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Petitioning CEO, Anheuser-Busch Carlos Brito and 1 other

Budweiser Beer, PLEASE STOP docking your horses tails.

Imagine that you are being attacked by flies, or wasps or mosquitos, but, you don't have the use of your arms to get them off of you. You run around -  gyrating your body, stamping your legs, doing whatever you can to rid yourself of the biting pests without much luck. That is what a horse with a docked tail has to endure. 

The docked horse cannot sweep away biting insects, they lose an important piece of anatomy used for communication and some spend their entire lives suffering chronic or phantom pain. And why? Just so the horse will "look" a certain way. That is cruel and inhumane.

Excerpt from the second reading of proposed bill put before the house of Lords, England:

DOCKING AND NICKING OF HORSES (PROHIBITION) BILL [H.L.]

HL Deb 01 February 1938 vol 107 cc571-92

"The general principle of law, as I understand it, with regard to cruelty to animals is this, that practices which are cruel and also necessary are legal. On the other hand, practices which are cruel and unnecessary are illegal."

The law banning the docking of a horse's tail did indeed pass in England. That law is still in effect.

LAWS - There are currently 14 states that regulate tail docking in some form. Massachusetts, Minnesota, New York, Ohio, and Washington prohibit the docking of a horse’s tail. Connecticut, Michigan and South Carolina prohibit tail docking of a horse unless it is determined to be medically necessary by a licensed veterinarian. In New Hampshire, permission must be granted by the state veterinarian before a licensed veterinarian may perform a tail docking procedure on a horse. Illinois prohibits the tail docking of a horse unless it is proven to be a benefit to the horse and California prohibits the docking of horses’ and cows’ tails except in emergency situations. Docking is banned in Austria, Belgium, Finland, Germany, Ireland, Portugal, Norway, Sweden and the United Kingdom. You can also add parts of Australia and New Zealand. These countries and states recognized the cruel nature of this procedure and BANNED IT!

So why remove such an important and sensitive piece of the horse’s anatomy? Docking of horses’ tails was originally performed for safety reasons when horses were harnessed for activities such as hauling, logging or pulling carriages (Tozzini, 2003). The rationale given for this was to prevent possible difficulties in controlling a horse whose tail had tangled in the harness or reins (Tozzini, 2003; Lefebvre et al, 2007). This justification is still used today. However, not all draught horses are docked and the inconsistent application of the practice implies that these horses can be managed adequately without the need to remove the tail. Simple and practical alternatives, such as plaiting or bandaging the tail, are available if necessary.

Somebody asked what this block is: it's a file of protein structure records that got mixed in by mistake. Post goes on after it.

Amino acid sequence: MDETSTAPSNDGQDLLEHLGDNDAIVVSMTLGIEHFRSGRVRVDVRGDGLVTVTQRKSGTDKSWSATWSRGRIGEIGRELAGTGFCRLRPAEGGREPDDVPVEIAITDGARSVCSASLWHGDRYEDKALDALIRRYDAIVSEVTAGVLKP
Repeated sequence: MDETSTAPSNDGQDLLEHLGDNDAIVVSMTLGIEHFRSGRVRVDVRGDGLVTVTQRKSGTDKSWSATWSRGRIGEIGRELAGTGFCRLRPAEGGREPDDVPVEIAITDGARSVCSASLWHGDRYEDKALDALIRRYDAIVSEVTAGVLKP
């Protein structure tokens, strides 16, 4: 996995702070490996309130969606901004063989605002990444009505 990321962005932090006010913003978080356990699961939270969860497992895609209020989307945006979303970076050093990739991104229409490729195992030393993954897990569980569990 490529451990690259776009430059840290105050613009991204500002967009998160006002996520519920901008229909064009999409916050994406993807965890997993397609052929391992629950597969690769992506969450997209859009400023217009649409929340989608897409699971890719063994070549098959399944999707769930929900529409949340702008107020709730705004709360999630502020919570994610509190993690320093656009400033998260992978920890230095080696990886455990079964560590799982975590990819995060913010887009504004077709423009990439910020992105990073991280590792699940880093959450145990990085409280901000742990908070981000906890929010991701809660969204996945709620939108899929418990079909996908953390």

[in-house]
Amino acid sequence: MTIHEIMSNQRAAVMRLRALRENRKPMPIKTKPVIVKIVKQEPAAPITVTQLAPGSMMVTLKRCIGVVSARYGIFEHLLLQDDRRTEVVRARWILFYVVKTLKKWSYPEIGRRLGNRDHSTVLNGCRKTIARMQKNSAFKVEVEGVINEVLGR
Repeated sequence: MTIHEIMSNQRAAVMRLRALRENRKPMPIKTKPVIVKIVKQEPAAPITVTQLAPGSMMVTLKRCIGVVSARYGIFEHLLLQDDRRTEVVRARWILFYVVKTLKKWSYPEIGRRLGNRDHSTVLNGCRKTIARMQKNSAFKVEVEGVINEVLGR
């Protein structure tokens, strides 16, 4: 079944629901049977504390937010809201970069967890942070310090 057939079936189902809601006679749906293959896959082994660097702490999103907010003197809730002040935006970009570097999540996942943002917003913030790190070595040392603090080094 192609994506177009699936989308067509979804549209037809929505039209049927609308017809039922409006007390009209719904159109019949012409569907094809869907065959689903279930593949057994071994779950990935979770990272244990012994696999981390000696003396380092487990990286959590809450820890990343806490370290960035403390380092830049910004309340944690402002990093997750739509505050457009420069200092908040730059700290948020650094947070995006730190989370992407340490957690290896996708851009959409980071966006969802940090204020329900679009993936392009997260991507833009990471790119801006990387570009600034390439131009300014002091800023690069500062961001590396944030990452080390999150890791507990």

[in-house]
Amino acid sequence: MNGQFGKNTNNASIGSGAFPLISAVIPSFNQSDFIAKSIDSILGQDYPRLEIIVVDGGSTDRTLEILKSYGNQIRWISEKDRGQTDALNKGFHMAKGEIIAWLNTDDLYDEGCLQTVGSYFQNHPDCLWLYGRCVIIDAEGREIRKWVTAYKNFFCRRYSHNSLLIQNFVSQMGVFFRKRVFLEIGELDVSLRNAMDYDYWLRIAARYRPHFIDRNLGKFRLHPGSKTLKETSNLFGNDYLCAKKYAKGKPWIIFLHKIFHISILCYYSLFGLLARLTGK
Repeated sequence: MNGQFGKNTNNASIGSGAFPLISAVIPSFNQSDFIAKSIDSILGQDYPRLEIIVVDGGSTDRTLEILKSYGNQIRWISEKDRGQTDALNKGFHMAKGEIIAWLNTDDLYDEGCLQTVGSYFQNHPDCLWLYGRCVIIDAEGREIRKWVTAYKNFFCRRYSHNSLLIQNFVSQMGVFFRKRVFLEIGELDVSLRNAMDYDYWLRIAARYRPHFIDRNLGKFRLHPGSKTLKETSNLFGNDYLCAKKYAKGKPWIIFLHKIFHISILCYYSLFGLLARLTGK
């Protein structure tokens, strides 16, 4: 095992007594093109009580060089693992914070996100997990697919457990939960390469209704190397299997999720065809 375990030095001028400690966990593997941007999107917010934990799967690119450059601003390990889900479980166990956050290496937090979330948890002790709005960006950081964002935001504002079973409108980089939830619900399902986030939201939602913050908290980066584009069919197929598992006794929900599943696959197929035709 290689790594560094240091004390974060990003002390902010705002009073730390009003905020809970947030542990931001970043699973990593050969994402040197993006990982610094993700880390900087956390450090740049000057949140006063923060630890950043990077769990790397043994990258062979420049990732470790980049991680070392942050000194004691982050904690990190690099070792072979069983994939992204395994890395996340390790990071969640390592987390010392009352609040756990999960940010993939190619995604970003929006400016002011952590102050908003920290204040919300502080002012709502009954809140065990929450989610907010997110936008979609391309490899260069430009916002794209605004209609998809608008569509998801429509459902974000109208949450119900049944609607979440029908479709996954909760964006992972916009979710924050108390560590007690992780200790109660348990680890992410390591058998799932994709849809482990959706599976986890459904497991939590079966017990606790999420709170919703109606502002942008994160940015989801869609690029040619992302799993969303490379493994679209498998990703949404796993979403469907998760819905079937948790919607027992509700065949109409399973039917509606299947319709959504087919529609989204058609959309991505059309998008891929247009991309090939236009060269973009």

The AAEP policy states, in part, that:  "The American Association of Equine Practitioners is opposed to the alteration of the tail of the horse for cosmetic or competitive purposes."

Docking removes the majority of the tail vertebrae, leaving just a short length and usually done to young foals (Stafford and Mellor, 2010). Tail docking is defined in the Animal Welfare (Painful Husbandry Procedures) Code of Welfare 2005 as removing “most of the tail of an animal” (NAWAC, 2005) without specifying a method. This implies that any removal of the tail of a horse is, by definition, docking and is therefore a restricted surgical procedure. It is also clearly a painful procedure. Removal of the tail is usually performed when the horse is between two weeks and three months of age (Lefebvre et al, 2007). At this age, foals are able to perceive and respond to both deep cutaneous and superficial stimulation (Dunlop, 1994). While no studies have been carried out examining the epidemiology of the different methods, the acute or chronic pain induced as a result of removing the tail or the potential complications that the horse could experience as a result of using these methods, amputation of the tail has been shown to cause acute pain in other animals (Kent et al, 1998; Stull et al, 2002) and so is very likely to also cause acute pain in the horse. - NZVA

PLEASE Budweiser stop mutilating your horses so that others can see how much you care for them. Others then may follow suit.

To continue to do this inhumane act is one of the most heartless and STUPID things people do to animals. It does NOTHING to benefit man or horse..and does cause the horse to suffer...so STOP IT!! Please sign my petition to convince Anheuser-Busch to stop this cruel disfigurement of their horses and help set a new, humane standard for managing draft horses that others may follow.

This petition was delivered to:
  • CEO, Anheuser-Busch
    Carlos Brito
  • Chairman, Anheuser-Busch
    Kees Storm


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